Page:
I noticed recently that books with the phrase “The Last Man Who Knew Everything” all share in common that their subjects lived during the period close to the Scientific Revolution, roughly between 1550 to 1700. (The examples I own are about Athanasius Kircher, a Jesuit priest born in 1602; Thomas Young, who studied topics such as optics and philology and was born in 1773; and Philadelphia area professor Joseph Leidy, who was born in 1823.)
It’s as if the Scientific Revolution – and the knowledge it spawned – killed the ability to Know Everything. Before then, it was not only possible to be a generalist or polymath (someone with a wide range of expertise) – but the weaving together of different disciplines was actually rather unexceptional. The Ancients discussed topics such as ethics, biology, and metaphysics alongside each other. The Babylonian Talmud discusses everything from astronomy and biology to morality and law, weaving them together into a single compendium.
So what changed? Scientific knowledge exploded in size, mainly due to the application of the scientific method to our surroundings. As that knowledge base and its domain experts grew exponentially, we began classifying and ordering all that we understood – from the classification taxonomy of Carl Linnaeus to manuals for categorizing mental disease. We made sense of our world by dividing information into manageable portions and distinct areas of proficiency.
But as people began to specialize, knowledge became fragmented. We chose to know more and more about less and less. We may have expanded what we as a society know – but it was at the price of no single individual being able to truly know it all.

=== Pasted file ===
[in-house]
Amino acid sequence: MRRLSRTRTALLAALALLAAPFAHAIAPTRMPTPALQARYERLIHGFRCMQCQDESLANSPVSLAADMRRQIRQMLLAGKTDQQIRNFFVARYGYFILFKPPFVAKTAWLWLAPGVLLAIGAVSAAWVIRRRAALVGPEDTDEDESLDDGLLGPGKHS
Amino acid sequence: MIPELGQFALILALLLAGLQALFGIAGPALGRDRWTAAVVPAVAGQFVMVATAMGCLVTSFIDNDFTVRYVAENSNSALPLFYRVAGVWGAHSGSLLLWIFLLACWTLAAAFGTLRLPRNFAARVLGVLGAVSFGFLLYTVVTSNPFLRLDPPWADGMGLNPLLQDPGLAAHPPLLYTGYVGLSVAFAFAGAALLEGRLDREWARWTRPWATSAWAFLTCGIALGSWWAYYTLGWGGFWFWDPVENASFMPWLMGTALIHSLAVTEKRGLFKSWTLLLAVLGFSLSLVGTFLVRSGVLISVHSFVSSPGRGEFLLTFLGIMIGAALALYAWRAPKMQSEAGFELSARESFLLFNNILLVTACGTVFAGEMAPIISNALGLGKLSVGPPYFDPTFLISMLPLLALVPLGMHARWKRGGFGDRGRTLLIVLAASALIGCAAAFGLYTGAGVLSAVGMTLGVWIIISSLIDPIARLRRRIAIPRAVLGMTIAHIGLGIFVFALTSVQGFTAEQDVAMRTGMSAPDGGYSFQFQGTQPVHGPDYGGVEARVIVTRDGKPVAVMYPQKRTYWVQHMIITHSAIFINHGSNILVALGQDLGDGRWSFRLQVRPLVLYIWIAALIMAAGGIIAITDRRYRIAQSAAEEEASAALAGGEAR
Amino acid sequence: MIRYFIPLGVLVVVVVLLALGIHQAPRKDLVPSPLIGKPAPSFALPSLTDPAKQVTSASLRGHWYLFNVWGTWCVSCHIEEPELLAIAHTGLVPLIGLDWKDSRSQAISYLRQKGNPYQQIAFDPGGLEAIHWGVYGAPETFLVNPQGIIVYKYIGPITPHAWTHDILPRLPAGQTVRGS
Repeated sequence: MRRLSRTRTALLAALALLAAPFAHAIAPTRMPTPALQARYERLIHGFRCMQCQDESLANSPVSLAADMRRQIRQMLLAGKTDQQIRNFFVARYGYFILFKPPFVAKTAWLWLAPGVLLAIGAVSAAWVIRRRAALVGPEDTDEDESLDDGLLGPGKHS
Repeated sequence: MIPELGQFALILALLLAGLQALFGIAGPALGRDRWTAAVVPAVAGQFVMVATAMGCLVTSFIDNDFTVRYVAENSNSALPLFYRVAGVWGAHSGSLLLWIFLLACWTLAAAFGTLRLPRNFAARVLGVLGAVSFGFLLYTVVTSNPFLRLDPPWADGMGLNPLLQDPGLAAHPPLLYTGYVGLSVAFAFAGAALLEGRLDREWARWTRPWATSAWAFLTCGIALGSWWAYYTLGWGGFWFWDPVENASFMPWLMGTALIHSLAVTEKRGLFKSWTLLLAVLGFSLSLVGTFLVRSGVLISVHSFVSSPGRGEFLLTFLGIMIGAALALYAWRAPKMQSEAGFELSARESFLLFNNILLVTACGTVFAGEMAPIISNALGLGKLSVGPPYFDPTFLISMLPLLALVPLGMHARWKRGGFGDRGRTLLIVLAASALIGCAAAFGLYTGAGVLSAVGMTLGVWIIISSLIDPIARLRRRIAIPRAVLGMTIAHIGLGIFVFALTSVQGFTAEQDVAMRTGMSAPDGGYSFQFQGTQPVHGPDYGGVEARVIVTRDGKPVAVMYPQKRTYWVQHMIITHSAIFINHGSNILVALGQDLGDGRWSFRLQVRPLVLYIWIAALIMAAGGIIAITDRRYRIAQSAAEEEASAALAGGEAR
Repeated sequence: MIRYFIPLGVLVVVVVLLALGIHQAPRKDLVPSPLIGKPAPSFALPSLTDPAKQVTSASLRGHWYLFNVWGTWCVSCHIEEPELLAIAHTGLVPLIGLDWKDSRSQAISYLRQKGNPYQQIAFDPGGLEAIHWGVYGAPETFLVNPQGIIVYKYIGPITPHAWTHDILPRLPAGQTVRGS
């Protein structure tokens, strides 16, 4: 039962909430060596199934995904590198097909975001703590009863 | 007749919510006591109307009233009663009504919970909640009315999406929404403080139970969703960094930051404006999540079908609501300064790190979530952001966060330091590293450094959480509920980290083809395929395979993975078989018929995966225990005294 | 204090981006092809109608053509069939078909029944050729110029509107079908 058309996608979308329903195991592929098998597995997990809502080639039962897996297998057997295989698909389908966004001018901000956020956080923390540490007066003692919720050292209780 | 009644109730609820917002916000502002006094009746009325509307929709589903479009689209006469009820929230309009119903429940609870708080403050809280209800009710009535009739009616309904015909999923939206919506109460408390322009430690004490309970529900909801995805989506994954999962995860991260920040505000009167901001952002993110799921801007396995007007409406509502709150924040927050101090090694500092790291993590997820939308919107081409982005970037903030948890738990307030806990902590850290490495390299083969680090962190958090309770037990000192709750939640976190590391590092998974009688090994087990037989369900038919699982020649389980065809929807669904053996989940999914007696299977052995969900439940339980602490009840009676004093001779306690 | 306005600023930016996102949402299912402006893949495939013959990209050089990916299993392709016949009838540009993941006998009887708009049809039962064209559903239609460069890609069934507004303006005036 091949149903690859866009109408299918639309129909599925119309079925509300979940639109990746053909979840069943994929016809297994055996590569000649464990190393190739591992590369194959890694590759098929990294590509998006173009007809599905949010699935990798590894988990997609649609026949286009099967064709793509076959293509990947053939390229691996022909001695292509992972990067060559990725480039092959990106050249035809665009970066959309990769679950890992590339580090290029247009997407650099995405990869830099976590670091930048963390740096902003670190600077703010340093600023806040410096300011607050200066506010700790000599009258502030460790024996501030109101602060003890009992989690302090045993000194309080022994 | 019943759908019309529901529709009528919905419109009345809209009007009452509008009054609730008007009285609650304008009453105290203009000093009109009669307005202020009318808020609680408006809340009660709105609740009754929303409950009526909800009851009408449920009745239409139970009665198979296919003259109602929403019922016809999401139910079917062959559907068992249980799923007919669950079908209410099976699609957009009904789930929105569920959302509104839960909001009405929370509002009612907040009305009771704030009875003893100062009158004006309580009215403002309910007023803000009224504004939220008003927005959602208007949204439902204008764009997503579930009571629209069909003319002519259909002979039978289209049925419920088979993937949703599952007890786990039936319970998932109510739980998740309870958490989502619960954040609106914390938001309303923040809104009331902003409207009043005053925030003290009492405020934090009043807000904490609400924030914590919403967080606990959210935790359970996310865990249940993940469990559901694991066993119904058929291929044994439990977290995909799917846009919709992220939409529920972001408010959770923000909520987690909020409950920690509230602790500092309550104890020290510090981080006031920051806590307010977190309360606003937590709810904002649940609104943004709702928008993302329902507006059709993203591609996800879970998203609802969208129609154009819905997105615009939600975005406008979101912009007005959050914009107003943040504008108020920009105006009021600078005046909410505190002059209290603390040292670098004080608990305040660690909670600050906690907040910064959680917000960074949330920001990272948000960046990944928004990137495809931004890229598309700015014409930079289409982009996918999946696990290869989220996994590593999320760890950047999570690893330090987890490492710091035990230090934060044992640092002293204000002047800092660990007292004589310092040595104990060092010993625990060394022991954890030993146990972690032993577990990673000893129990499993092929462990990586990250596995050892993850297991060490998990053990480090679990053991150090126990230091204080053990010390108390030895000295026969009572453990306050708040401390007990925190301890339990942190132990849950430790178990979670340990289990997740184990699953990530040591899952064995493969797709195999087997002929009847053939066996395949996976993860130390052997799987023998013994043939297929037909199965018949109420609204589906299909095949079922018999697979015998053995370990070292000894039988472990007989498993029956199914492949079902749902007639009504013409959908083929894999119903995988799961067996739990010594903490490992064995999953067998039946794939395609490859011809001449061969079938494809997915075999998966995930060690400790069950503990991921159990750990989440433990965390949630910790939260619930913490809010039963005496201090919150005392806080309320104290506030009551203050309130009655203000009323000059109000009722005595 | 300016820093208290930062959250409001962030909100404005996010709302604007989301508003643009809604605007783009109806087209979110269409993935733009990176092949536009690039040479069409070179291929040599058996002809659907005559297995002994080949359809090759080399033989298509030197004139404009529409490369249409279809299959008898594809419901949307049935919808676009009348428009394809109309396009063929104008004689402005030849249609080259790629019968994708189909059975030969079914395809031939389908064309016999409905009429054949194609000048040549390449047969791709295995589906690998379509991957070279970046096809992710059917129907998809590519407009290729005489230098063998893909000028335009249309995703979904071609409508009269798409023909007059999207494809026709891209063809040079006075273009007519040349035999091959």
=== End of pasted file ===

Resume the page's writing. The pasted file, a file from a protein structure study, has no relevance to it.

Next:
Now, we obviously require specialized experts (as opposed to dilettantes) to solve specific problems; think about the field of medicine, for example. Yet the most exciting inventions occur at the boundaries of disciplines, among those who can bring different ideas from different fields together. As Robert Twigger noted, “Invention fights specialisation at every turn.”
In fact, some of the most exciting advancements in computing right now come from the field of deep learning – which itself draws from multiple fields: neuroscience, cognitive psychology, machine learning, natural language/ linguistics, computer vision, mathematics – to make the next step of AI possible. Companies such as Facebook, Google, IBM, and Microsoft are all involved.
But frankly, this kind of interdisciplinary approach isn’t happening more broadly in corporations, let alone in academia. There are institutional barriers (nearly all training, and data, lives in silos) as well as cognitive and biological ones. Even though the information storage capacity in our brains is vast (multiple petabytes), we eventually bump up against what we can truly understand (what some call The End of Insight) – or we just can’t hold all the relevant knowledge in our heads.
Still, we needn’t despair. There are ways to foster a culture of interdisciplinarity in a fragmented world.
We Need to Focus on the Tools, Not the Fields
Several years ago, a team of scientists examined hundreds of millions of clicks on scientific papers in order to discern the “clickstream” – the path readers take from one page to the next.
This data revealed patterns of how people moved from one subject area to the next. For example, nursing connects medicine to the fields of psychology and education. Organic chemistry bridges physical chemistry and analytic chemistry; economics is tightly intertwined with sociology and law; and the field of music stands quite distinct.
Of course, these are oversimplifications. Music incorporates concepts from physics and psychology while economics draws heavily from mathematics. But it’s one way to explore the interconnected nature of ideas, and it reminds us that we need to identify the tools necessary to bridge different domains and place them into a connected framework.
Let’s take a simple analogy. What do the following things have in common: doing Sudoku, constructing crossword puzzles, conducting logistics for large companies, playing Super Mario Brothers?
Well, in content terms, not much. They appear to be a collection of tasks that are easy to understand but not master. And it turns out that they’re all hard in a specific way: They’re what are known in theoretical computer science as NP-complete problems. Knowing this means each of these problems can be converted into a version of the other – I can construct a Sudoku puzzle that, if solved, could potentially shed light on how Walmart should route its delivery trucks.